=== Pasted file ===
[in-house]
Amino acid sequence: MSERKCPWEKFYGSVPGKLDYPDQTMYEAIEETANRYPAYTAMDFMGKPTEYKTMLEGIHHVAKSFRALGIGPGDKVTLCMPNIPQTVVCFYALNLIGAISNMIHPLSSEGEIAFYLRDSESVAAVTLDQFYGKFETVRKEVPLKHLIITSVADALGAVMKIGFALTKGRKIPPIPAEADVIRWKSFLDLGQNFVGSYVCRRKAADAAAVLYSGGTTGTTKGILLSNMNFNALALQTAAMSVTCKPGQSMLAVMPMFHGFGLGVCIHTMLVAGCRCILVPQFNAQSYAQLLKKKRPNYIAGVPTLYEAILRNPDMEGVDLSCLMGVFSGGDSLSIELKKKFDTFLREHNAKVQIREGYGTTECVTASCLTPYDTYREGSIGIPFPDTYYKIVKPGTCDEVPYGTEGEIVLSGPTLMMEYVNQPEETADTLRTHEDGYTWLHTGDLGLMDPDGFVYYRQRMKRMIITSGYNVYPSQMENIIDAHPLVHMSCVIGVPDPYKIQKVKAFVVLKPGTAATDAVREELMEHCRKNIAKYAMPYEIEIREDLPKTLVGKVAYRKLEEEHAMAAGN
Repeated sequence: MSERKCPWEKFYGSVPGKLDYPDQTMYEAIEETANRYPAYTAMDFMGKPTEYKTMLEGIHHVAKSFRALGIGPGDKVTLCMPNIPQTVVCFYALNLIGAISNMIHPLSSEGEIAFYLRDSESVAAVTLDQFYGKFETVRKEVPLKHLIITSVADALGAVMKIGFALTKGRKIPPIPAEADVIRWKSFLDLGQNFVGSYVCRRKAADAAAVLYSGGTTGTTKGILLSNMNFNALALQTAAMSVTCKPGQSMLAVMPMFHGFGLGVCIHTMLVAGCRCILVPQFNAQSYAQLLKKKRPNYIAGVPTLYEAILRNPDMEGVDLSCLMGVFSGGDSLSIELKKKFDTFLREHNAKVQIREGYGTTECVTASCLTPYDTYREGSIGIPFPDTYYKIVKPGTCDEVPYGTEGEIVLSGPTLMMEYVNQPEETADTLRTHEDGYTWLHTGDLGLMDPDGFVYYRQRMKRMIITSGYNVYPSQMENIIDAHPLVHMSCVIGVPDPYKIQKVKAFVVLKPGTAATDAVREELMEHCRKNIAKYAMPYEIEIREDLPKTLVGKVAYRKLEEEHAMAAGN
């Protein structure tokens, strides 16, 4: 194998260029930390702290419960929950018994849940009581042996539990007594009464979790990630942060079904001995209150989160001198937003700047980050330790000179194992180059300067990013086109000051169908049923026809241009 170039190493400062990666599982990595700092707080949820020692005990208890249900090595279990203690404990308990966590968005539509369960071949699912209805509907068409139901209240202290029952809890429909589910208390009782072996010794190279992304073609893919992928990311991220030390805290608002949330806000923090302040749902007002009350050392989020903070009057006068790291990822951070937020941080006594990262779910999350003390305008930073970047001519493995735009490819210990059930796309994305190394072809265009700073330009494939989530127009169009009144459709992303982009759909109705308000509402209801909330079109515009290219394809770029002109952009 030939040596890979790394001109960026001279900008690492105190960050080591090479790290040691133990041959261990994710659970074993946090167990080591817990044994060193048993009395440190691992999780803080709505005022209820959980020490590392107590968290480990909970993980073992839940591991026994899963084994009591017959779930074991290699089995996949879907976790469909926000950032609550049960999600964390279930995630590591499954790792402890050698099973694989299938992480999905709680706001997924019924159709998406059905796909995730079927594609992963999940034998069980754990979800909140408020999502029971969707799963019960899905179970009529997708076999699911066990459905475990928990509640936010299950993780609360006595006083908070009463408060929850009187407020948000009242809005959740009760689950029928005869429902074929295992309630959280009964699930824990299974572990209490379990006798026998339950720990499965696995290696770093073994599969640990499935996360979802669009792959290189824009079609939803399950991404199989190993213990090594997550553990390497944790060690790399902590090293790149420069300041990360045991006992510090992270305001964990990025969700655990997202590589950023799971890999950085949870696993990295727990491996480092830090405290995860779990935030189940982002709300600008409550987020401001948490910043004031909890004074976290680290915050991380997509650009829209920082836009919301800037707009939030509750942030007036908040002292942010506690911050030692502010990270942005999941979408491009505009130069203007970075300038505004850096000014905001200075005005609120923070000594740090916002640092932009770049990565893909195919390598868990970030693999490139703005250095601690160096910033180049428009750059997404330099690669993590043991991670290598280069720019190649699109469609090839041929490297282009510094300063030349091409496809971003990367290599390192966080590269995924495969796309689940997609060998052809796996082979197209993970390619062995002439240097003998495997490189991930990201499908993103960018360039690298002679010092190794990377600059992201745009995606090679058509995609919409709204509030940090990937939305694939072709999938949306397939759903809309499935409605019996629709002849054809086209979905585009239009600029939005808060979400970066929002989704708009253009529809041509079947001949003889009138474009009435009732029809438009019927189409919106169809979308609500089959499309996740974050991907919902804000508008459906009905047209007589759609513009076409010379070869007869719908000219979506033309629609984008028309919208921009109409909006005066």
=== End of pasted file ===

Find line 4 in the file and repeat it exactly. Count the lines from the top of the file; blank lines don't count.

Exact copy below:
């Protein structure tokens, strides 16, 4: 194998260029930390702290419960929950018994849940009581042996539990007594009464979790990630942060079904001995209150989160001198937003700047980050330790000179194992180059300067990013086109000051169908049923026809241009 170039190493400062990666599982990595700092707080949820020692005990208890249900090595279990203690404990308990966590968005539509369960071949699912209805509907068409139901209240202290029952809890429909589910208390009782072996010794190279992304073609893919992928990311991220030390805290608002949330806000923090302040749902007002009350050392989020903070009057006068790291990822951070937020941080006594990262779910999350003390305008930073970047001519493995735009490819210990059930796309994305190394072809265009700073330009494939989530127009169009009144459709992303982009759909109705308000509402209801909330079109515009290219394809770029002109952009 030939040596890979790394001109960026001279900008690492105190960050080591090479790290040691133990041959261990994710659970074993946090167990080591817990044994060193048993009395440190691992999780803080709505005022209820959980020490590392107590968290480990909970993980073992839940591991026994899963084994009591017959779930074991290699089995996949879907976790469909926000950032609550049960999600964390279930995630590591499954790792402890050698099973694989299938992480999905709680706001997924019924159709998406059905796909995730079927594609992963999940034998069980754990979800909140408020999502029971969707799963019960899905179970009529997708076999699911066990459905475990928990509640936010299950993780609360006595006083908070009463408060929850009187407020948000009242809005959740009760689950029928005869429902074929295992309630959280009964699930824990299974572990209490379990006798026998339950720990499965696995290696770093073994599969640990499935996360979802669009792959290189824009079609939803399950991404199989190993213990090594997550553990390497944790060690790399902590090293790149420069300041990360045991006992510090992270305001964990990025969700655990997202590589950023799971890999950085949870696993990295727990491996480092830090405290995860779990935030189940982002709300600008409550987020401001948490910043004031909890004074976290680290915050991380997509650009829209920082836009919301800037707009939030509750942030007036908040002292942010506690911050030692502010990270942005999941979408491009505009130069203007970075300038505004850096000014905001200075005005609120923070000594740090916002640092932009770049990565893909195919390598868990970030693999490139703005250095601690160096910033180049428009750059997404330099690669993590043991991670290598280069720019190649699109469609090839041929490297282009510094300063030349091409496809971003990367290599390192966080590269995924495969796309689940997609060998052809796996082979197209993970390619062995002439240097003998495997490189991930990201499908993103960018360039690298002679010092190794990377600059992201745009995606090679058509995609919409709204509030940090990937939305694939072709999938949306397939759903809309499935409605019996629709002849054809086209979905585009239009600029939005808060979400970066929002989704708009253009529809041509079947001949003889009138474009009435009732029809438009019927189409919106169809979308609500089959499309996740974050991907919902804000508008459906009905047209007589759609513009076409010379070869007869719908000219979506033309629609984008028309919208921009109409909006005066």